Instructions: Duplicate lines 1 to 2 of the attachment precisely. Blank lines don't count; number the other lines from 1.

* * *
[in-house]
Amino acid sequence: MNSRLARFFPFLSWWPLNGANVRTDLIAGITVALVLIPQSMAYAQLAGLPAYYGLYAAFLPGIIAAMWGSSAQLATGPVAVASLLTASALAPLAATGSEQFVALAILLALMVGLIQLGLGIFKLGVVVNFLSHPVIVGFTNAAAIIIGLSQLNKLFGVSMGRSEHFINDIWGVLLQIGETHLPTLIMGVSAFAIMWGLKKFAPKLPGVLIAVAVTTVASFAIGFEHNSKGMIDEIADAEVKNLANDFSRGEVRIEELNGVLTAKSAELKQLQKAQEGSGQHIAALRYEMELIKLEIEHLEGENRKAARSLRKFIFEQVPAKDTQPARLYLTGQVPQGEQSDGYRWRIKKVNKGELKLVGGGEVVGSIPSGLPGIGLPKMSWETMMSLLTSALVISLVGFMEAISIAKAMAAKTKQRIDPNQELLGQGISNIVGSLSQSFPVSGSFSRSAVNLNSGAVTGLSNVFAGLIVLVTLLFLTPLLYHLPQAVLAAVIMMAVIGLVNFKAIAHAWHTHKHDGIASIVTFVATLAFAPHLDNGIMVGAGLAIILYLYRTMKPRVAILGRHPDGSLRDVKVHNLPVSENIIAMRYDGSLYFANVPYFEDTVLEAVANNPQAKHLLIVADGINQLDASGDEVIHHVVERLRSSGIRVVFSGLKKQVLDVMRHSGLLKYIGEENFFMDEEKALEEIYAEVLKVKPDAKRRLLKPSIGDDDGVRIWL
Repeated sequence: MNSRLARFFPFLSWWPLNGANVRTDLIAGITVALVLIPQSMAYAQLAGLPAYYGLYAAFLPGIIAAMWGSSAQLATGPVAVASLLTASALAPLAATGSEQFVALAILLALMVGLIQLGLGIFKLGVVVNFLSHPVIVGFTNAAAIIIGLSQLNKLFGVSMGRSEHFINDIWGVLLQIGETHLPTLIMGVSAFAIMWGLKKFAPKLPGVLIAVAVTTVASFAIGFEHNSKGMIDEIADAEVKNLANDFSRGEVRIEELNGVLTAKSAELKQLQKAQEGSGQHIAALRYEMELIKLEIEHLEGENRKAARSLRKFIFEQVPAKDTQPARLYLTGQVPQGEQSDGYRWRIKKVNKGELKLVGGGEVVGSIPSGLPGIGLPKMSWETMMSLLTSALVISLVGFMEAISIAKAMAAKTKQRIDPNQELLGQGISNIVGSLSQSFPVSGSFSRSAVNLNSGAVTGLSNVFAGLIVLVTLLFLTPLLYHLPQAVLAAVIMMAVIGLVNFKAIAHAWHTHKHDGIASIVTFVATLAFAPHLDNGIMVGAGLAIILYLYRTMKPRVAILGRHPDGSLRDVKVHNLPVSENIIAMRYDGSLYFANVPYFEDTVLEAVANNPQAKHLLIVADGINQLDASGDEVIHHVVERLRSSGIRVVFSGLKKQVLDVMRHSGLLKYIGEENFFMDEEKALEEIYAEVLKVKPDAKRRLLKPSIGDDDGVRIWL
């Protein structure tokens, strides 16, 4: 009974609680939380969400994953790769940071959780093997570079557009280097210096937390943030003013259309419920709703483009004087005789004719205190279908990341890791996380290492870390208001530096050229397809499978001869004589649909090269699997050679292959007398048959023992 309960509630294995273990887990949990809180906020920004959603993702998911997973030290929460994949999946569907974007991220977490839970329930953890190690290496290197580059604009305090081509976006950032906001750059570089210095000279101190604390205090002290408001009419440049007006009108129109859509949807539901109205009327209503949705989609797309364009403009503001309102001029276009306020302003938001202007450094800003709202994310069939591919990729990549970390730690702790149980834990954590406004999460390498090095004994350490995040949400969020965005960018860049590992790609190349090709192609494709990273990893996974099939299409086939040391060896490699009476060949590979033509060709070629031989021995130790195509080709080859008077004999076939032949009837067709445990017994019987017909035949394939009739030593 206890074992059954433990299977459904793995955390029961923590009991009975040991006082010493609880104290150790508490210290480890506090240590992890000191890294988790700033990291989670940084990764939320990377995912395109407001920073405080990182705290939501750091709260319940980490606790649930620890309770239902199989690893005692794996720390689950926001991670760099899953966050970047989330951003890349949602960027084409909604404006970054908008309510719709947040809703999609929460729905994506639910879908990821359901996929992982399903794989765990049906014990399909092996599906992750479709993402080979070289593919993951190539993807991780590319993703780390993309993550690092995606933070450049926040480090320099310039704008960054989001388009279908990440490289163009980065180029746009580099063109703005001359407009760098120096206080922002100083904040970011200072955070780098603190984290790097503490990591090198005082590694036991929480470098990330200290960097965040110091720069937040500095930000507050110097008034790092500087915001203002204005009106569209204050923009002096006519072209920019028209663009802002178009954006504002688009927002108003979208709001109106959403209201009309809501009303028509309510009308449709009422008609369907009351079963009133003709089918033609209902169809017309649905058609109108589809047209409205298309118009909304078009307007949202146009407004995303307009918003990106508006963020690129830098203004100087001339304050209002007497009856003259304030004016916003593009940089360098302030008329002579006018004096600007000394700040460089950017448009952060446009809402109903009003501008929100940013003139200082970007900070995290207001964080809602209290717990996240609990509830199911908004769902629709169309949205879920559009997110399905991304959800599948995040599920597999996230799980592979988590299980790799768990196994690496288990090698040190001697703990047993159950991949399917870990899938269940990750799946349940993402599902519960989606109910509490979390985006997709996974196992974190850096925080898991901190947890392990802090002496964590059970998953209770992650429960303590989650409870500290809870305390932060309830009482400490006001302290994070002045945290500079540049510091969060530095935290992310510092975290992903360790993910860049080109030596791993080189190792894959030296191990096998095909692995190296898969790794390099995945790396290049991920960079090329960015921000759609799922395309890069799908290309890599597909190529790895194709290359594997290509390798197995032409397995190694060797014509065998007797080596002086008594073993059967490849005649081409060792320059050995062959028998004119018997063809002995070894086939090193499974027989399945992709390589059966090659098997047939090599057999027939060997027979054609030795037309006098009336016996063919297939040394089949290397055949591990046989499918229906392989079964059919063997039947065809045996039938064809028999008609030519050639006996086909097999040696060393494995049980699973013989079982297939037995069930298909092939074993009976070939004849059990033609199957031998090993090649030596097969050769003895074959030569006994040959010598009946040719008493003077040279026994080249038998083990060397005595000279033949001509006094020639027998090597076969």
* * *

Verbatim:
[in-house]
Amino acid sequence: MNSRLARFFPFLSWWPLNGANVRTDLIAGITVALVLIPQSMAYAQLAGLPAYYGLYAAFLPGIIAAMWGSSAQLATGPVAVASLLTASALAPLAATGSEQFVALAILLALMVGLIQLGLGIFKLGVVVNFLSHPVIVGFTNAAAIIIGLSQLNKLFGVSMGRSEHFINDIWGVLLQIGETHLPTLIMGVSAFAIMWGLKKFAPKLPGVLIAVAVTTVASFAIGFEHNSKGMIDEIADAEVKNLANDFSRGEVRIEELNGVLTAKSAELKQLQKAQEGSGQHIAALRYEMELIKLEIEHLEGENRKAARSLRKFIFEQVPAKDTQPARLYLTGQVPQGEQSDGYRWRIKKVNKGELKLVGGGEVVGSIPSGLPGIGLPKMSWETMMSLLTSALVISLVGFMEAISIAKAMAAKTKQRIDPNQELLGQGISNIVGSLSQSFPVSGSFSRSAVNLNSGAVTGLSNVFAGLIVLVTLLFLTPLLYHLPQAVLAAVIMMAVIGLVNFKAIAHAWHTHKHDGIASIVTFVATLAFAPHLDNGIMVGAGLAIILYLYRTMKPRVAILGRHPDGSLRDVKVHNLPVSENIIAMRYDGSLYFANVPYFEDTVLEAVANNPQAKHLLIVADGINQLDASGDEVIHHVVERLRSSGIRVVFSGLKKQVLDVMRHSGLLKYIGEENFFMDEEKALEEIYAEVLKVKPDAKRRLLKPSIGDDDGVRIWL